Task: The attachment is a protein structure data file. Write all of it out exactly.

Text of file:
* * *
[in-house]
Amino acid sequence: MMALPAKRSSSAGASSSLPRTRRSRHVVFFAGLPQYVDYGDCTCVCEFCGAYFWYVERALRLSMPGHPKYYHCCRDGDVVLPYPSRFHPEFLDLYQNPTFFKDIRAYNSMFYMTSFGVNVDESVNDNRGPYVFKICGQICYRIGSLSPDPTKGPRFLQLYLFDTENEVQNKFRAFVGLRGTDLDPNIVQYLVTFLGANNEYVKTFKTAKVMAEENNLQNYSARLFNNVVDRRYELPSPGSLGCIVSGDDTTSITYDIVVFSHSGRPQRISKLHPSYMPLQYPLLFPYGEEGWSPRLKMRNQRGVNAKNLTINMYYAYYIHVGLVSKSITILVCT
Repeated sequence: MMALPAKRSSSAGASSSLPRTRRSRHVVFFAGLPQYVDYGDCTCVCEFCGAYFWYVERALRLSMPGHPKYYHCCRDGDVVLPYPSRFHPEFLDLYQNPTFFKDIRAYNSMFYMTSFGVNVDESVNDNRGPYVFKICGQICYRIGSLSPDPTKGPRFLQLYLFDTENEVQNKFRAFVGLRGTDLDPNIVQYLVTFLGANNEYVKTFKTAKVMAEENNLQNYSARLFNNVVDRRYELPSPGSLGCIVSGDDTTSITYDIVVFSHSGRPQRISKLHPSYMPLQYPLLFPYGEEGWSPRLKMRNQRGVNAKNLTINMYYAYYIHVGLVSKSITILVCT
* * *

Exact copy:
[in-house]
Amino acid sequence: MMALPAKRSSSAGASSSLPRTRRSRHVVFFAGLPQYVDYGDCTCVCEFCGAYFWYVERALRLSMPGHPKYYHCCRDGDVVLPYPSRFHPEFLDLYQNPTFFKDIRAYNSMFYMTSFGVNVDESVNDNRGPYVFKICGQICYRIGSLSPDPTKGPRFLQLYLFDTENEVQNKFRAFVGLRGTDLDPNIVQYLVTFLGANNEYVKTFKTAKVMAEENNLQNYSARLFNNVVDRRYELPSPGSLGCIVSGDDTTSITYDIVVFSHSGRPQRISKLHPSYMPLQYPLLFPYGEEGWSPRLKMRNQRGVNAKNLTINMYYAYYIHVGLVSKSITILVCT
Repeated sequence: MMALPAKRSSSAGASSSLPRTRRSRHVVFFAGLPQYVDYGDCTCVCEFCGAYFWYVERALRLSMPGHPKYYHCCRDGDVVLPYPSRFHPEFLDLYQNPTFFKDIRAYNSMFYMTSFGVNVDESVNDNRGPYVFKICGQICYRIGSLSPDPTKGPRFLQLYLFDTENEVQNKFRAFVGLRGTDLDPNIVQYLVTFLGANNEYVKTFKTAKVMAEENNLQNYSARLFNNVVDRRYELPSPGSLGCIVSGDDTTSITYDIVVFSHSGRPQRISKLHPSYMPLQYPLLFPYGEEGWSPRLKMRNQRGVNAKNLTINMYYAYYIHVGLVSKSITILVCT